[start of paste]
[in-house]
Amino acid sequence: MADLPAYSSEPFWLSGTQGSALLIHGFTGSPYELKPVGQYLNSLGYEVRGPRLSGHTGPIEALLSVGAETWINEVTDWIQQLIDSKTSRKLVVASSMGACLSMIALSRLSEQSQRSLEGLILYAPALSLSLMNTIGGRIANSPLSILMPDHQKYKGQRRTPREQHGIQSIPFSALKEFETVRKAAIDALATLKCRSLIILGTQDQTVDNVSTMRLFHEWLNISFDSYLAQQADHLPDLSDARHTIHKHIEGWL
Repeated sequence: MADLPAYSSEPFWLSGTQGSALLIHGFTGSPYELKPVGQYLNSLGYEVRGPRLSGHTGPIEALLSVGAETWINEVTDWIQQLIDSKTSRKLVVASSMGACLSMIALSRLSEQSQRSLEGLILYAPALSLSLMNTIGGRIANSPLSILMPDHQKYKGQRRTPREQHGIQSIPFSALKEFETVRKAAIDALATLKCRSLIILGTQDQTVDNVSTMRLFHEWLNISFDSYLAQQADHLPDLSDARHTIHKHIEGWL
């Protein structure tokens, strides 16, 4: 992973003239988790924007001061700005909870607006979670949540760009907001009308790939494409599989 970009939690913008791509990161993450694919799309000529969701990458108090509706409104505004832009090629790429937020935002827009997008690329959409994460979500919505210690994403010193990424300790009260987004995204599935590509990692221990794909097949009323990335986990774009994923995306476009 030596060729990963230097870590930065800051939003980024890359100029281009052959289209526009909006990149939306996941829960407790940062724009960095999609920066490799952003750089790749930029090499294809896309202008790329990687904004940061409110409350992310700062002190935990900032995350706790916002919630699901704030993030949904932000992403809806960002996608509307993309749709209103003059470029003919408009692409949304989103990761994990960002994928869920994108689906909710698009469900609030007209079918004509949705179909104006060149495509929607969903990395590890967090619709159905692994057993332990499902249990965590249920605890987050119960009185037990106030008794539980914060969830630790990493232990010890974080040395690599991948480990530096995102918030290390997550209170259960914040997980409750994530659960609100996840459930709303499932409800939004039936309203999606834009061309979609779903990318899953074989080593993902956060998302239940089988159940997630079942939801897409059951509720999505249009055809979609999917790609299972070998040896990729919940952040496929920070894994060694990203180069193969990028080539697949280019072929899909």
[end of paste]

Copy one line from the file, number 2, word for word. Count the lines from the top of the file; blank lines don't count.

Amino acid sequence: MADLPAYSSEPFWLSGTQGSALLIHGFTGSPYELKPVGQYLNSLGYEVRGPRLSGHTGPIEALLSVGAETWINEVTDWIQQLIDSKTSRKLVVASSMGACLSMIALSRLSEQSQRSLEGLILYAPALSLSLMNTIGGRIANSPLSILMPDHQKYKGQRRTPREQHGIQSIPFSALKEFETVRKAAIDALATLKCRSLIILGTQDQTVDNVSTMRLFHEWLNISFDSYLAQQADHLPDLSDARHTIHKHIEGWL